Imaging Cannabinoid Receptors Using Positron Emission Tomography (PET) Scanning

Conditions

Cannabis Dependence | Family History of Alcoholism | Prodromal for Psychotic Illness | Schizophrenia

What is the purpose of this trial?

The aim of the present study is to assess the availability of cannabinoid receptors (CB1R) in the human brain. CB1R are present in everyone's brain, regardless of whether or not someone has used cannabis. The investigators will image brain cannabinoid receptors using Positron Emission Tomography (PET) imaging and the radioligand OMAR, in healthy individuals and several conditions including 1) cannabis use disorders, 2) psychotic disorders, 3) prodrome of psychotic illness and 4) individuals with a family history of alcoholism, using the PET imaging agent or radiotracer, [11C]OMAR. This will allow us to characterize the number and distribution of CB1R in these conditions. It is likely that the list of conditions will be expanded after the collection of pilot data and as new data on cannabinoids receptor function and psychiatric disorders becomes available.

Those in the cannabis us disorder arm of the study will have a PET scan on at least three occasions: once while smoking as usual, once after 48-hours of abstinence from cannabis, and a final time after 4 weeks of abstinence. Additional scans may be conducted within the 4 weeks and the last scan may be conducted well beyond 4 weeks. Similarly, while most schizophrenia patients may get scanned just once, a subgroup of patients may get scanned more than once. For example to tease out the effects of medications, unmedicated patients may get scanned while unmedicated and again after treatment with antipsychotic medications. Similarly prodromes may get scanned while in the prodromal stage off medications, on medications and after conversion to schizophrenia.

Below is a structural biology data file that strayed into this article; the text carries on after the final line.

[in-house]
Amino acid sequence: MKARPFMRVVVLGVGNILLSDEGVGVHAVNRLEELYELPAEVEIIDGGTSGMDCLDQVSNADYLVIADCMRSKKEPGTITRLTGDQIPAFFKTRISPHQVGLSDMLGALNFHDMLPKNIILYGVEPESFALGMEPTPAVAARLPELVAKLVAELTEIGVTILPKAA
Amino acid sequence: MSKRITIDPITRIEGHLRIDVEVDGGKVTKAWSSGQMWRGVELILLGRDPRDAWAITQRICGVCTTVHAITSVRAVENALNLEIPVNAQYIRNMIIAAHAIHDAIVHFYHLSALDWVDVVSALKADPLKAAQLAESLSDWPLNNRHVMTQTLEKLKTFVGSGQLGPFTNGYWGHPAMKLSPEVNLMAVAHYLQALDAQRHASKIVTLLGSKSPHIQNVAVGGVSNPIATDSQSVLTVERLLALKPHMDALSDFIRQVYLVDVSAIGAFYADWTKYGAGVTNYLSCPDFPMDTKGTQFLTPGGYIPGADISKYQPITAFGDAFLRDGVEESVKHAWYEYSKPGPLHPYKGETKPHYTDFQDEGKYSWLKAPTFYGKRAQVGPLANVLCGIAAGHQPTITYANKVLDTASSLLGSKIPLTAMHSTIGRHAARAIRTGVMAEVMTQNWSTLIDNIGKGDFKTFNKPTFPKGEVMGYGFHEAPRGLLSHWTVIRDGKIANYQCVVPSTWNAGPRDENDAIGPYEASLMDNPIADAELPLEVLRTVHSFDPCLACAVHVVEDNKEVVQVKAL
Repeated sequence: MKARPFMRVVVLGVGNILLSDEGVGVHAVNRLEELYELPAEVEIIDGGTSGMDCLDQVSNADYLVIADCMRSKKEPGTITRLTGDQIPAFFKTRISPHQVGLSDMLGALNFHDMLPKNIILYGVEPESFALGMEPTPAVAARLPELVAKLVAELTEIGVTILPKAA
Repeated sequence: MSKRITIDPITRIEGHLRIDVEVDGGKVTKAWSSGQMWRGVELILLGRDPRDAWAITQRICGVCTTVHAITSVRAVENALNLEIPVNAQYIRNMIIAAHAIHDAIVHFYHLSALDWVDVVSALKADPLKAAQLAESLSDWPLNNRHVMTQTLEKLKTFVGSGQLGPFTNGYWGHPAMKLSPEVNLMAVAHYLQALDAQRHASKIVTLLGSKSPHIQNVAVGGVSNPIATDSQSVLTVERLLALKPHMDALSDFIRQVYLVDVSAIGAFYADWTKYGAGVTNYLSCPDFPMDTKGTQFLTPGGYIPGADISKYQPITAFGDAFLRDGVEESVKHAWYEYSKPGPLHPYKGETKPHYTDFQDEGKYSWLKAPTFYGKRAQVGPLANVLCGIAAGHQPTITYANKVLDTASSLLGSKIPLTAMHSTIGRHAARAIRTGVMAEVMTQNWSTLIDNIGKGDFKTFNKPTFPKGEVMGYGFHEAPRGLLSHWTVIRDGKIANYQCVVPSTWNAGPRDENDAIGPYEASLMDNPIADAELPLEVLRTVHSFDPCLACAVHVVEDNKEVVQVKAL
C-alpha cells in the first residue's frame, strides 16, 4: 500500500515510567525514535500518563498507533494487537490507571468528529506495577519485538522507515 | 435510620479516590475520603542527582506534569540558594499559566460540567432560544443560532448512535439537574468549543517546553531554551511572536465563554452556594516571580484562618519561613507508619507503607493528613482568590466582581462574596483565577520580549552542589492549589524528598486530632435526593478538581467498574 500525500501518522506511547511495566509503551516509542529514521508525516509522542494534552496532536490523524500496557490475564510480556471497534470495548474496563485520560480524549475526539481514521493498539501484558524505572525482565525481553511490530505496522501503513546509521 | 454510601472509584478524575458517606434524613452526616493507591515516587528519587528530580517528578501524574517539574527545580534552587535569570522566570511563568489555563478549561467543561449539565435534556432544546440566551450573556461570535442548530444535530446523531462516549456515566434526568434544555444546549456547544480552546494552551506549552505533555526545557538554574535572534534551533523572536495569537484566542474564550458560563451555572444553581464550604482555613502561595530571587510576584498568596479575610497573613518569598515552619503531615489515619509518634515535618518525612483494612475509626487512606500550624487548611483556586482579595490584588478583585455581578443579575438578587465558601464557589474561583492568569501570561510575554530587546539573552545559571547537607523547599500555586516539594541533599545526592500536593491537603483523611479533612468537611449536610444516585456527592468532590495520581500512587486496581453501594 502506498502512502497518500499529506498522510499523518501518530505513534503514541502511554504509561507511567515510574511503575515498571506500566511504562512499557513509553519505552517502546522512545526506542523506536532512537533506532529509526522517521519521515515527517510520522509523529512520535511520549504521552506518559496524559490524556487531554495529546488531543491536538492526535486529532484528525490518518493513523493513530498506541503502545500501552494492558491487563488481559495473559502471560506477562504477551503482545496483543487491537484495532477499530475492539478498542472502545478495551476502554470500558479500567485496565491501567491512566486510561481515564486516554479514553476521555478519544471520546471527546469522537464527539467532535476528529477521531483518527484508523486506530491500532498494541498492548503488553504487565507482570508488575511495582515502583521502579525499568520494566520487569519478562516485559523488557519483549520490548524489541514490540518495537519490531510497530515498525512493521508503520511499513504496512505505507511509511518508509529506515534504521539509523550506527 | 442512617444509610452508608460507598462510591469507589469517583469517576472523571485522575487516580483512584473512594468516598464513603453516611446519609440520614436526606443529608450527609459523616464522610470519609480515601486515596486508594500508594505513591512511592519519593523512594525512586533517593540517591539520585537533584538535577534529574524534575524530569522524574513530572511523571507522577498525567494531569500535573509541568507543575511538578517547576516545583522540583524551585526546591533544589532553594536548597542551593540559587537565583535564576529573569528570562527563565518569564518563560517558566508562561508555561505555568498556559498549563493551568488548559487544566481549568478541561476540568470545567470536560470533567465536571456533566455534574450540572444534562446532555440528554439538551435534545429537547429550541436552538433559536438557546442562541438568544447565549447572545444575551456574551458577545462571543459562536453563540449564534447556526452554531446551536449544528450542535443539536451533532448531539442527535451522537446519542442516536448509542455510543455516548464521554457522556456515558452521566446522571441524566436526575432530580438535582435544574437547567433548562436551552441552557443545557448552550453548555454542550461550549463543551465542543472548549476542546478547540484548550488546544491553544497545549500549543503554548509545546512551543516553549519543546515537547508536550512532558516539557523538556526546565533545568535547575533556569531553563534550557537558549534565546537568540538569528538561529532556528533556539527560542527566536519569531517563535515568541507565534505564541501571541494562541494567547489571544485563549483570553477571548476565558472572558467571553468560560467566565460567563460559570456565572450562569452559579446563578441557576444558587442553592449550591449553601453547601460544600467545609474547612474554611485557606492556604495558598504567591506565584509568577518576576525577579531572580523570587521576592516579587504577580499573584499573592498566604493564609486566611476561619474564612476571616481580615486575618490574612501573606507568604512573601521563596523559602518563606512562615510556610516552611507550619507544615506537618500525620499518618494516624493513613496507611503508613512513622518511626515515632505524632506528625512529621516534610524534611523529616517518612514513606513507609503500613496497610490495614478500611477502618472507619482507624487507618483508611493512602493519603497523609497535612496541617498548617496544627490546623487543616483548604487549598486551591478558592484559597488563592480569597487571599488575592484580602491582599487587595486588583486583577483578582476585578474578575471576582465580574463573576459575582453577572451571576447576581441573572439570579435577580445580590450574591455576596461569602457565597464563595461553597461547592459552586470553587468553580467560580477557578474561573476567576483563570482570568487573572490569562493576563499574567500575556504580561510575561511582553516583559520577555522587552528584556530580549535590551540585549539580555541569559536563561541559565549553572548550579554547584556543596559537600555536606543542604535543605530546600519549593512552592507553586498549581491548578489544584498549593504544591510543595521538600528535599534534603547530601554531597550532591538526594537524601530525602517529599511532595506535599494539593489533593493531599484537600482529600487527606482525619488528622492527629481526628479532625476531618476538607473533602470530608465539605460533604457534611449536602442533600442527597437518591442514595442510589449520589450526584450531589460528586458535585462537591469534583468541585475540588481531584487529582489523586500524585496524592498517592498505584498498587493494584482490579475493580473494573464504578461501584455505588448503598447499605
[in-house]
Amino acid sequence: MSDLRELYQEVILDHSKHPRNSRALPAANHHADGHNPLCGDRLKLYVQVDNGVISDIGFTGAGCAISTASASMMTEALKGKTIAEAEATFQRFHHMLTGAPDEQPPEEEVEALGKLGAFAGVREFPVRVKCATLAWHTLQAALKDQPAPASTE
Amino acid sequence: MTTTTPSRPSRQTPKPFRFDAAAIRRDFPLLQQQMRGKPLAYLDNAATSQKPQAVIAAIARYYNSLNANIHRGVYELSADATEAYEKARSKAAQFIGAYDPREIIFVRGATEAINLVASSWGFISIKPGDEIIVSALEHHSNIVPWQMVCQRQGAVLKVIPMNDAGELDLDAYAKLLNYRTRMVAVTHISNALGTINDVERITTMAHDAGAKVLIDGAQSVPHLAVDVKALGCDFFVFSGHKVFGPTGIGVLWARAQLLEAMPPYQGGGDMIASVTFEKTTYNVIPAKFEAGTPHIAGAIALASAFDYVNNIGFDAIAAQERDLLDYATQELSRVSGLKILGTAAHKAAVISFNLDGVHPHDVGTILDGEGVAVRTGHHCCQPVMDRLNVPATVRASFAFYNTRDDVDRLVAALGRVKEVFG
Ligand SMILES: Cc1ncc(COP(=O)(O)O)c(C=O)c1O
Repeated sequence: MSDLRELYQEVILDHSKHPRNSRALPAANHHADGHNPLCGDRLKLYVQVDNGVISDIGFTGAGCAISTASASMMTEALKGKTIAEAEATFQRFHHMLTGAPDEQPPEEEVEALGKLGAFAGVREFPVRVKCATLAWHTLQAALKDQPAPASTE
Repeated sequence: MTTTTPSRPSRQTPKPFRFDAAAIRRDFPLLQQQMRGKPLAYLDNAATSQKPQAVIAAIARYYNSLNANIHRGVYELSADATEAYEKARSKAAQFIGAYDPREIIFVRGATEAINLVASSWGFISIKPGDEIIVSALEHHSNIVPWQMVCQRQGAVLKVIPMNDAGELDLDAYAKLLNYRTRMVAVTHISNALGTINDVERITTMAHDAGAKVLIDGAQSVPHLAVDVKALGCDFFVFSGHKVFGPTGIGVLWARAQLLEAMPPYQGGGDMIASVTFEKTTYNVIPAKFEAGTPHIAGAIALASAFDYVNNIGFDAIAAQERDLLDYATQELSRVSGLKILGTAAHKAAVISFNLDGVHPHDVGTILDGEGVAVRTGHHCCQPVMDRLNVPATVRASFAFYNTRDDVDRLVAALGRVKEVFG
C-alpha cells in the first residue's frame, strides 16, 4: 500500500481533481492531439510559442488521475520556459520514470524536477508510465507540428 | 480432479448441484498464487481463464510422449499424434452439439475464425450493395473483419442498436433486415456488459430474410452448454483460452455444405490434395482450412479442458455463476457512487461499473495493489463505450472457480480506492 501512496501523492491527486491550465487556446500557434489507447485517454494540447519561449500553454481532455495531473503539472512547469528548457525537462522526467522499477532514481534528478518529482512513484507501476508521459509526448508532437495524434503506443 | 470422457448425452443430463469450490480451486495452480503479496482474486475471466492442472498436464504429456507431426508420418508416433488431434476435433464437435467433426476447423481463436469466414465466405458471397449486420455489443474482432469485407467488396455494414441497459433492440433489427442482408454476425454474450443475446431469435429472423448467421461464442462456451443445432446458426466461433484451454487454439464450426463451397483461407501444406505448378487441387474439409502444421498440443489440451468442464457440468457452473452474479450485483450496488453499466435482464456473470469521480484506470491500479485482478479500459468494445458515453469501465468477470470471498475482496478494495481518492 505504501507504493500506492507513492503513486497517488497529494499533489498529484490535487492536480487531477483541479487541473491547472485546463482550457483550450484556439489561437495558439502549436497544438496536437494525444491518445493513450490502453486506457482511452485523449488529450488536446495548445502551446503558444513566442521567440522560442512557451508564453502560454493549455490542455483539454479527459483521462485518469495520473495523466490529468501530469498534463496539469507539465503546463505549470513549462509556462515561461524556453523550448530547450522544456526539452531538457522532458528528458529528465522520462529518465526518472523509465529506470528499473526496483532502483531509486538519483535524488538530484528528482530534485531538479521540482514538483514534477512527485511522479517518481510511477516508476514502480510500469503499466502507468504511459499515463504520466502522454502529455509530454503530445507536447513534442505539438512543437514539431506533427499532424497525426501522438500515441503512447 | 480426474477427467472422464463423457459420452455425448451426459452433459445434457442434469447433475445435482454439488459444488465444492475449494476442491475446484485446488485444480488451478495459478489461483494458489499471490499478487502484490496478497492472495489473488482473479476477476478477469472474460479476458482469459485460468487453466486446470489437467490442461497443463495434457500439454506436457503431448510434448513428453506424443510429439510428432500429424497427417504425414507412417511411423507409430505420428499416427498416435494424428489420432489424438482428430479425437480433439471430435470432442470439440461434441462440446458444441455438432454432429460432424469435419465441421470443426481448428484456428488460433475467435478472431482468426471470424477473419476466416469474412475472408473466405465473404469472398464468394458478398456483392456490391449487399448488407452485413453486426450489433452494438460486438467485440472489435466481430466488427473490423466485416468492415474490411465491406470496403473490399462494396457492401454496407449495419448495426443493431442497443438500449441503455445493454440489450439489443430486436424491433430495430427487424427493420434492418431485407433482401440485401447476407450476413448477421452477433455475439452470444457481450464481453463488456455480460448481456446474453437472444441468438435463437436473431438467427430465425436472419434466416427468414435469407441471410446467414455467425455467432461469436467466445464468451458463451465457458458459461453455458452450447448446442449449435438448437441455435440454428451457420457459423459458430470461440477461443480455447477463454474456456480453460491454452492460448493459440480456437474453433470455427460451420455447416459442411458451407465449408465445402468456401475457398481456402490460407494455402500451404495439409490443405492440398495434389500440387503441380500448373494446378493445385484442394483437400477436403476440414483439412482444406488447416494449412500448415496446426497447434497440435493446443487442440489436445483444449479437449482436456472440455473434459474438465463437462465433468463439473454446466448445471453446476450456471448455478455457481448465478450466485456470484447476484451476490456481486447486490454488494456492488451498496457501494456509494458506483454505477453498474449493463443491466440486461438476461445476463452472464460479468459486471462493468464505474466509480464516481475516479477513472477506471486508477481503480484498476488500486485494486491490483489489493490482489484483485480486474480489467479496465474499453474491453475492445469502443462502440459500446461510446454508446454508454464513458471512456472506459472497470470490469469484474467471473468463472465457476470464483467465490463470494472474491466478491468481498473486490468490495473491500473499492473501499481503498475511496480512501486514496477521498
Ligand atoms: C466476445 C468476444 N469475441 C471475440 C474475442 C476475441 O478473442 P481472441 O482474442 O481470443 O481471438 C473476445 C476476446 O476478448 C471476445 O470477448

Participation Guidelines

Age:
18 Years - 55 Years
Gender:
Male

Click here for detailed information about who can participate in this trial.


Sponsor:
National Institutes of Health
Dates:
07/30/2010
Last Updated:
Study HIC#:
1005006735